By Rich Robinson for Windows Guides
Finding Traces Left Behind by ‘Private’ Browsing
Some days ago I wrote a post about Hacking InPrivate Browsing, there you find useful information about how to find traces left by Internet Explorer using InPrivate Browsing.
Incognito Mode in Google Chrome, Private Browsing in Firefox, and InPrivate Browsing in Internet Explorer are, in essence, the same. This feature restricts the information that browser stores while using the internet.
What information are we talking about?
History: If you enter a web page, information about the site, title and URL, as well as when that page was entered is saved.
Cookies: Many sites need to track information about the user, for example a set of books on a library site. One way to achieve this is using this famous files, named cookies that store the information in user’s computer.
Cache: If you enter more than once on a website, the browser don’t need to download all components of that site every time. It’s clear that these programs need storage and a way to organize the files.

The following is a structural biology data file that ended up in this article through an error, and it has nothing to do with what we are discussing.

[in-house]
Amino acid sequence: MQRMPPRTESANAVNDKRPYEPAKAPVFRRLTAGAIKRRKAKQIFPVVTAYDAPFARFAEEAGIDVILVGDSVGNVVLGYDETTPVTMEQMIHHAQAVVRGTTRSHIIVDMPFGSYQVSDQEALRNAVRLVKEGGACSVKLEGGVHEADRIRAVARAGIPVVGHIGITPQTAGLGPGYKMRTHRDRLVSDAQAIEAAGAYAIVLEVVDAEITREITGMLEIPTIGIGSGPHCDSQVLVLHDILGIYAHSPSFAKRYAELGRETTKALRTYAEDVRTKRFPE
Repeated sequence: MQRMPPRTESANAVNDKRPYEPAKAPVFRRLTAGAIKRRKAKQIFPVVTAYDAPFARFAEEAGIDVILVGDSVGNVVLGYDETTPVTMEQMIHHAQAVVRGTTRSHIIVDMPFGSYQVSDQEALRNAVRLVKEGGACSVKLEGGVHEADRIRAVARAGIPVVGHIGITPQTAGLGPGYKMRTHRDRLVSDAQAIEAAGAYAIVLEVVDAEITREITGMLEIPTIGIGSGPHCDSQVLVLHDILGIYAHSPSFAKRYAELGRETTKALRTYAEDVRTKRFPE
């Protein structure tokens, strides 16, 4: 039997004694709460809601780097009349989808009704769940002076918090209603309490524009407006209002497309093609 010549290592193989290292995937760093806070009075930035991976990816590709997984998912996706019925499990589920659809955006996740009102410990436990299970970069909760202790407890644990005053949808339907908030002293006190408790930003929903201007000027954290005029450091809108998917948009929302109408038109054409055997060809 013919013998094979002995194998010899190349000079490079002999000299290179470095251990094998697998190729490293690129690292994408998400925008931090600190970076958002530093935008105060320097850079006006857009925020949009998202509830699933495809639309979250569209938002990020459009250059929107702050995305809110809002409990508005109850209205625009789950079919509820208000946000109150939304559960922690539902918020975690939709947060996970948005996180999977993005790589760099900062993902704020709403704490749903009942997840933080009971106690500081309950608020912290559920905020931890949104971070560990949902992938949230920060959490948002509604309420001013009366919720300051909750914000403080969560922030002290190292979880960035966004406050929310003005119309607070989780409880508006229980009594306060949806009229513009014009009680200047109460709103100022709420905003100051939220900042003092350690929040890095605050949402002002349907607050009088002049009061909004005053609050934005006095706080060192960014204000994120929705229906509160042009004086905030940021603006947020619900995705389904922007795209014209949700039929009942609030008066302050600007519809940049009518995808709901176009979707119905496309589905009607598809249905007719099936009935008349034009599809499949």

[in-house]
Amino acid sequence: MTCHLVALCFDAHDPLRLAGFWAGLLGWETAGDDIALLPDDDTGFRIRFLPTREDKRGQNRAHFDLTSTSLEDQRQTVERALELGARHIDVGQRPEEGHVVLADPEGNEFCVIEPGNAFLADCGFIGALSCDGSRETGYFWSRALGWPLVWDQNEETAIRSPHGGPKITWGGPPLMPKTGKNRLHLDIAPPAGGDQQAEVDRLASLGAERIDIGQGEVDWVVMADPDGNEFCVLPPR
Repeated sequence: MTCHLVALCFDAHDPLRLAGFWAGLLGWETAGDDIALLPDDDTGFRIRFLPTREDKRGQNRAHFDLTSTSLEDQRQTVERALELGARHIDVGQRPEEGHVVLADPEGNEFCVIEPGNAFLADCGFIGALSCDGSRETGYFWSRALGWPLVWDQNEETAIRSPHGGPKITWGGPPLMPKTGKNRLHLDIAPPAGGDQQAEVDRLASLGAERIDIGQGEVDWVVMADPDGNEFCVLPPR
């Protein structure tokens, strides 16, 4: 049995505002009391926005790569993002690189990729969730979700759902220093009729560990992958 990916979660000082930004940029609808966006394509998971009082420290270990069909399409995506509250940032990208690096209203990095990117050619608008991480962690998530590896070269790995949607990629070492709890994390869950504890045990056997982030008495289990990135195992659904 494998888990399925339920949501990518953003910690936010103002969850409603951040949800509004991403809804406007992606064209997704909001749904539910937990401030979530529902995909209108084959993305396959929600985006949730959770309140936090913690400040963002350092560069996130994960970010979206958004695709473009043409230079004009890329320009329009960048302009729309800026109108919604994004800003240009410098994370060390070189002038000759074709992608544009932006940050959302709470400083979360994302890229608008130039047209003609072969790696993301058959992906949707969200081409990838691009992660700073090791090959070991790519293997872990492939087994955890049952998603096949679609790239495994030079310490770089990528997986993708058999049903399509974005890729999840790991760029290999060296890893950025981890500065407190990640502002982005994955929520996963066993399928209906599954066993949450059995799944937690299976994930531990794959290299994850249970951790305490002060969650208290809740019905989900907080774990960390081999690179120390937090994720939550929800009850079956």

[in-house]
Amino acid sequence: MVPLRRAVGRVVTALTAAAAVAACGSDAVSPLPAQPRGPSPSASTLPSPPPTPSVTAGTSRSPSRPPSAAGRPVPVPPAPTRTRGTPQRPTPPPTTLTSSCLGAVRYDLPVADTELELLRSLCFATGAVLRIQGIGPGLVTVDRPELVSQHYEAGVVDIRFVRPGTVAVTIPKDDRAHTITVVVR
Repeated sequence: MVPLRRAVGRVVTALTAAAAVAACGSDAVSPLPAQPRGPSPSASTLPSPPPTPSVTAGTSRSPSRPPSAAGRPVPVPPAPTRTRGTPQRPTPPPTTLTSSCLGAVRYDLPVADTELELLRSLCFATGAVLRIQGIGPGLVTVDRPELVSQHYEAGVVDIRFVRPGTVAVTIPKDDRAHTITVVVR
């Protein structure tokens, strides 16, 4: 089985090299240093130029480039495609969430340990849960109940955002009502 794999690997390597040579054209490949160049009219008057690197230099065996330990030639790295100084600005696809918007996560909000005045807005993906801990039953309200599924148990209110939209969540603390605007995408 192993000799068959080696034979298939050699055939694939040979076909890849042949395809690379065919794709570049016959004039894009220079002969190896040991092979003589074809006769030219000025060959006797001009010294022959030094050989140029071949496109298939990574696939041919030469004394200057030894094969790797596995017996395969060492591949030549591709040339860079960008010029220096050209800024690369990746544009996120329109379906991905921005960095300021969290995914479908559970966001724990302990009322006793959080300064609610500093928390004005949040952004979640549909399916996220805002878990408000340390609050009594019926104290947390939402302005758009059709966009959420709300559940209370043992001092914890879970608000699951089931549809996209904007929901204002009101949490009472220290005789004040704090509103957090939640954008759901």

If I am using my computer at home I don’t mind if this information is stored on my computer. But what happens if you are using a shared computer? Making you a spy is not the motivation behind this post; however, the idea is showing the limits of the implementations of this feature.
Today I am going to use a more simple technique than the one explained on the previous article, to know what pages have been visited. This technique works for Chrome, Firefox and Internet Explorer.
As I am exploring PowerShell, I will show you two ways to do exactly the same.
This excerpt appears with the permission of Windows Guides.
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